bulgur wheat

A Controversy?! What controversy?

A CONTROVERSY?! WHAT CONTROVERSY?

Couple days ago, Daily Mail ran a poll on their website. The question asked was: Is a vegan book aimed at children appropriate? (Unfortunately I am unable to find the exact words from the website but this is close enough) When I added my vote to the tally, there was about 10% more people convinced that veganism shouldn’t be taught to children.

The article that started this poll was a review of Ruby Roth’s new book
Vegan is Love. I must give the usually judgmental DM a credit for a well balanced article. There was a quote from Nicole German, an American dietician, who deemed the book dangerous, leading to possible malnutrition in the young impressionable children. Rest of the article was however very reassuring (quoting the likes of Academy of Nutrition and Dietetics) about the safety and health benefits of a well planned vegan diet for children.

Finally the tide seems to be changing and plant based/vegan diets are getting the recognition they deserve, with more and more research confirming their benefits in preventing and even reversing many chronic diseases. Of course not every vegan diet is healthy, chips and Oreos are vegan too.

There were number of comments that followed the article, one especially disagreeing with veganism being promoted to children and calling for charges to be pressed against parents whose child suffers through their negligence. In this case the legal system should brace themselves, there are plenty malnourished obese kids around who suffer by being fed low nutrition calorie dense fast foods. Most vegan parents know far more about nutrition than the average parent, simply because they have to. Yes there are few stumbling blocks, like vitamins B12 or D (in our climate) but there are easy to deal with. In my opinion a plate of lentils with brown rice and veggies on the side is a much healthier meal than Big Mac with chips any day!

As far as the book goes I am planning to order it very soon for my children, we have Ruby’s previous book That’s Why We Don’t Eat Animals, which is a fantastic way to introduce kids to the way animals are treated in today’s food production. Since I started to take dairy out of my diet, I decided not to impose the same decision on my kids. I do cook vegan dishes but if they want a cheese sandwich to take to school I wan’t going to argue. I wanted them to make their own decision. After reading the above book both of them decided to be “more” vegan. They still want to have the option of eating a pizza at friend’s house or at a party. And I will respect that but in a way wish they were never introduced to dairy in the first place.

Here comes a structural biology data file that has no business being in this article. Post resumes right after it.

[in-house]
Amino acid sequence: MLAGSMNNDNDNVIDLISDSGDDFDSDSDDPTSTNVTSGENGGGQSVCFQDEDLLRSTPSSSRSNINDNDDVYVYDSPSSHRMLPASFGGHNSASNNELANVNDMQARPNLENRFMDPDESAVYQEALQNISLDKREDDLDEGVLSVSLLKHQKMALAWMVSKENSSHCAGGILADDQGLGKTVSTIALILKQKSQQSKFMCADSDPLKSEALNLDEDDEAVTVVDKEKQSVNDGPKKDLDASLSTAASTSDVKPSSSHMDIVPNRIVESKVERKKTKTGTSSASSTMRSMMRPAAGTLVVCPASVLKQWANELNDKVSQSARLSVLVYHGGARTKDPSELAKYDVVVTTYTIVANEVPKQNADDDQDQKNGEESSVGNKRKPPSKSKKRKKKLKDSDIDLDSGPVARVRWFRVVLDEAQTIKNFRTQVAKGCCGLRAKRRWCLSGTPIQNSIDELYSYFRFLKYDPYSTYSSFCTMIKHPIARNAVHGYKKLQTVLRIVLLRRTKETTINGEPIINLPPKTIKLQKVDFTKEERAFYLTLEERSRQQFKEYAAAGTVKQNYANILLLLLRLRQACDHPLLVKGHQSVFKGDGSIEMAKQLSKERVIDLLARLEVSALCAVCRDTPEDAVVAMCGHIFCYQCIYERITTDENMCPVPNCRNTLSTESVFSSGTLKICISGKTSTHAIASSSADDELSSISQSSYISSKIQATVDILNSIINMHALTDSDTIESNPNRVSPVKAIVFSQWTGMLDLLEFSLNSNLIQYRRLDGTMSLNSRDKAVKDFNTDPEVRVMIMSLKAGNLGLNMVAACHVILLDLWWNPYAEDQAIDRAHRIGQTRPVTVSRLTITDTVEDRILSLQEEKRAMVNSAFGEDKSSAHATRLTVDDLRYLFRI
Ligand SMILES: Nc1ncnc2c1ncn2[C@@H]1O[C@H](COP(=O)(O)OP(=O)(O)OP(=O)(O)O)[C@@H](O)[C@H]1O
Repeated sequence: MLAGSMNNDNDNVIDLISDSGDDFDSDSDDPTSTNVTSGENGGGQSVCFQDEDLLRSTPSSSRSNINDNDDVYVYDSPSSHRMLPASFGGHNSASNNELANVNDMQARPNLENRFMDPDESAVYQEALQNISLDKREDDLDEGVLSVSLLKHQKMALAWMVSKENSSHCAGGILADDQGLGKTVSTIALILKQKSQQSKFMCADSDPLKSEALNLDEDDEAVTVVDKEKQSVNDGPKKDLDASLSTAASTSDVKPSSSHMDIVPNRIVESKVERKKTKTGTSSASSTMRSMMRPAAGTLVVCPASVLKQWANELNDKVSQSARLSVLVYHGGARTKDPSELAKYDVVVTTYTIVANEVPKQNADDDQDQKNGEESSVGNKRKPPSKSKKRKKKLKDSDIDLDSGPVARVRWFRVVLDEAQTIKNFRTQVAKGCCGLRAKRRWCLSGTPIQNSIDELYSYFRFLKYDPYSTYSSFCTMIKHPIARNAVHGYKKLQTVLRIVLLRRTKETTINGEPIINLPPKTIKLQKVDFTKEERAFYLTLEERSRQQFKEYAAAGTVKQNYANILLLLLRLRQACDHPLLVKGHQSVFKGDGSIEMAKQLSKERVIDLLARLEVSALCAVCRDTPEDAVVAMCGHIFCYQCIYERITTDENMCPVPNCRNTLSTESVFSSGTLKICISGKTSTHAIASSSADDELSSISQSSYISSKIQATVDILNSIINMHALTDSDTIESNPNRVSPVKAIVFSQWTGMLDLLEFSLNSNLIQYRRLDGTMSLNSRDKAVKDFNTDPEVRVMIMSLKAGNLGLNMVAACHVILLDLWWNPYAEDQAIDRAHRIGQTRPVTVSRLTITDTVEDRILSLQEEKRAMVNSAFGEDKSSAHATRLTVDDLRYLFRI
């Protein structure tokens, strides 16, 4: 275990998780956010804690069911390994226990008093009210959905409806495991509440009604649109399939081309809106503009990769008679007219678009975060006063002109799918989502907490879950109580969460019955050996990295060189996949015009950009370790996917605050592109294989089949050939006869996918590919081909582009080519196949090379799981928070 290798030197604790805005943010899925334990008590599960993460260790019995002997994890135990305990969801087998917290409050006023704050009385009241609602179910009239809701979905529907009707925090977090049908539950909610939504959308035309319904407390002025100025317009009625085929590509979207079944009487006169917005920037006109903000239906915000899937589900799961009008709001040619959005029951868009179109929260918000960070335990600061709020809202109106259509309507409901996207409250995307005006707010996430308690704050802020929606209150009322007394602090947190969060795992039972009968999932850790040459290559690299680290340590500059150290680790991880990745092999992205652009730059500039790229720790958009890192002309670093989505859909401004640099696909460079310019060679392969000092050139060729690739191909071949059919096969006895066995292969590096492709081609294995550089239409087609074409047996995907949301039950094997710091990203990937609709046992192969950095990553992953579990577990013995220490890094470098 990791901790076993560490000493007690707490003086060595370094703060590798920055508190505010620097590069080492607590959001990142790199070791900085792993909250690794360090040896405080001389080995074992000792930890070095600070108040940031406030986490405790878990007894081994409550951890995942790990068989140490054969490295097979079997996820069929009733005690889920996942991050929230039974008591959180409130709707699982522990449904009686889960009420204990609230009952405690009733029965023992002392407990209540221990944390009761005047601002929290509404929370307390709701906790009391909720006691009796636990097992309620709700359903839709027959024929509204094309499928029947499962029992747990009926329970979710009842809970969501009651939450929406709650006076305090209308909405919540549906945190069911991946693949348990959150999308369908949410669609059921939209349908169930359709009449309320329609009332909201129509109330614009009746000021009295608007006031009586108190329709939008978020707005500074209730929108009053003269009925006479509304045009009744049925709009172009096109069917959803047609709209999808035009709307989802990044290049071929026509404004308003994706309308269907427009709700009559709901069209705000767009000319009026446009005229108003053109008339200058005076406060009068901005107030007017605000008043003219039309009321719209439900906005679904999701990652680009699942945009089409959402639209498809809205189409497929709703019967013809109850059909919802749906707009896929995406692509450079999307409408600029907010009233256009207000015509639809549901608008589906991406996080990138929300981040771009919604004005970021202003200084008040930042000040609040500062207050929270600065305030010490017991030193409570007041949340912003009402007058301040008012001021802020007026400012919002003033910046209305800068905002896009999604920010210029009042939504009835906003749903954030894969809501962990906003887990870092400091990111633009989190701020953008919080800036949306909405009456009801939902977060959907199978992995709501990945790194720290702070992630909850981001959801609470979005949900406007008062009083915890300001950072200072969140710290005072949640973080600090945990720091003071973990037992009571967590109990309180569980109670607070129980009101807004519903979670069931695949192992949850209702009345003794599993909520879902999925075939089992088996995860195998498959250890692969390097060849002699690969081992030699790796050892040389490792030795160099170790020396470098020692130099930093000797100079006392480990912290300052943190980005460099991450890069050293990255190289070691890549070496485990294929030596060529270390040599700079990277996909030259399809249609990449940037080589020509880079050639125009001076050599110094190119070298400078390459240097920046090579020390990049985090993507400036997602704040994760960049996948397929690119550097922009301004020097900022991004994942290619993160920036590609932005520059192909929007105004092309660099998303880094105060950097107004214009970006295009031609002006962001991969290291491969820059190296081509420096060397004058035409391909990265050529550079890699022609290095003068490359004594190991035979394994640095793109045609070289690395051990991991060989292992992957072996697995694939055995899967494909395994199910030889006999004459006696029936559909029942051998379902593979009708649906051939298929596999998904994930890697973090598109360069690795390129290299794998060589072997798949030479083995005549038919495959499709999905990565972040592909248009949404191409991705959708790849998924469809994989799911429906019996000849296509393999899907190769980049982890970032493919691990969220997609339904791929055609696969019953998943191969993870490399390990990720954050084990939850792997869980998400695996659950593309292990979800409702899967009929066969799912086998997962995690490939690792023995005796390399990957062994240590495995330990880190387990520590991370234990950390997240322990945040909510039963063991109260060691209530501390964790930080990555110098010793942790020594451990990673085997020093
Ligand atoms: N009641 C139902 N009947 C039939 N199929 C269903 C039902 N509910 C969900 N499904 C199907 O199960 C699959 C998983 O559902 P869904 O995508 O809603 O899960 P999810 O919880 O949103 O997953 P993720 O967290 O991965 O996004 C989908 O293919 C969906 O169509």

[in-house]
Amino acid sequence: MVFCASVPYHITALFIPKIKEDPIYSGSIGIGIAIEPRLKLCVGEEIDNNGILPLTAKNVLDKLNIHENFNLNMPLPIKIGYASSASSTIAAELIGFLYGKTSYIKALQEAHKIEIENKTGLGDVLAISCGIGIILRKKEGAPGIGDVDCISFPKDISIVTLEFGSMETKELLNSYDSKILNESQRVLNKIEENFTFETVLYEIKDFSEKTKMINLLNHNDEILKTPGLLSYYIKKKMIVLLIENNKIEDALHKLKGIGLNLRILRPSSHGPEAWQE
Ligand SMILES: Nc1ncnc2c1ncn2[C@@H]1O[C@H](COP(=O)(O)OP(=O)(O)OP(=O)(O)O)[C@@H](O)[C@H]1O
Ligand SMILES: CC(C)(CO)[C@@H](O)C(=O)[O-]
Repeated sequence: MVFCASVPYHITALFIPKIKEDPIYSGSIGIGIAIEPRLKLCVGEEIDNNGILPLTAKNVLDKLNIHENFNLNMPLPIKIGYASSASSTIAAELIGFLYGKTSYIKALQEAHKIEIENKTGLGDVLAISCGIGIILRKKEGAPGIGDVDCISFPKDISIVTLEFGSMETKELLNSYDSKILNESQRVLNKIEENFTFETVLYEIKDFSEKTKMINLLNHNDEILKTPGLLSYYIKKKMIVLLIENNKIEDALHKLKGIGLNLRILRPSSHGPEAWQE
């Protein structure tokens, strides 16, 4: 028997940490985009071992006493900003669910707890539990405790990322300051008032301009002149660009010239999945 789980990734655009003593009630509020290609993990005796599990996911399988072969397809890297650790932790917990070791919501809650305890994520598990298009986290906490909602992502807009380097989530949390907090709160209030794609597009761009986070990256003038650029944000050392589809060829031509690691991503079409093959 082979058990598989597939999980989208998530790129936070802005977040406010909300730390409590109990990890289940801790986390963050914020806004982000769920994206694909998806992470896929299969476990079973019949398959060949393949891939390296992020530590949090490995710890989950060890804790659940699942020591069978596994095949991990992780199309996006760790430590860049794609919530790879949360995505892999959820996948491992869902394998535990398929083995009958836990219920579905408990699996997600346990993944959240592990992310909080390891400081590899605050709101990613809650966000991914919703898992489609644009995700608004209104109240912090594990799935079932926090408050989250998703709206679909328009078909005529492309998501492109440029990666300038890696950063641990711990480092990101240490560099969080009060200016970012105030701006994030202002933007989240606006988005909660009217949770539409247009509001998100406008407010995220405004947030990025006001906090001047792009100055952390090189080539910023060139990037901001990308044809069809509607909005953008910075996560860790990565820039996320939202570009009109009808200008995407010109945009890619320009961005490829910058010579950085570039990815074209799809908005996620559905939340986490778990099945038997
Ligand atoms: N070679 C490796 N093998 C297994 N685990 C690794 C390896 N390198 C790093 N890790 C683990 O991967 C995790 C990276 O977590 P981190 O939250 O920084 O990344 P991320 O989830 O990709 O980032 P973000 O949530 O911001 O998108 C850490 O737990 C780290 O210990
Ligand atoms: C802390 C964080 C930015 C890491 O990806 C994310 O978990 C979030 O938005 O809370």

Amazon US allows to have a peek at some of the pages of the book and from what I saw there is nothing I wouldn’t want my children to know. Such knowledge will lead to a more compassionate way of living. It is a shame that this book is most likely going to end up in vegan/vegetarian households only, it should be in every library and read at schools.

The original article:
http://www.dailymail.co.uk/femail/article-2131090/Ruby-Roths-new-childrens-book-Vegan-Love-sparks-outrage-graphic-images-unhealthy-diet-message.html


BULGUR WHEAT SALAD WITH CRUNCHY VEGGIES AND HERBS
This salad is very lightly dressed just with lemon juice and tiny bit of olive oil, if you want a stronger flavour you could add a tablespoon of white balsamic vinegar. I like to be able to taste all the veggies and herbs without being over powered by dressing.

Serves 4 as a main dish salad.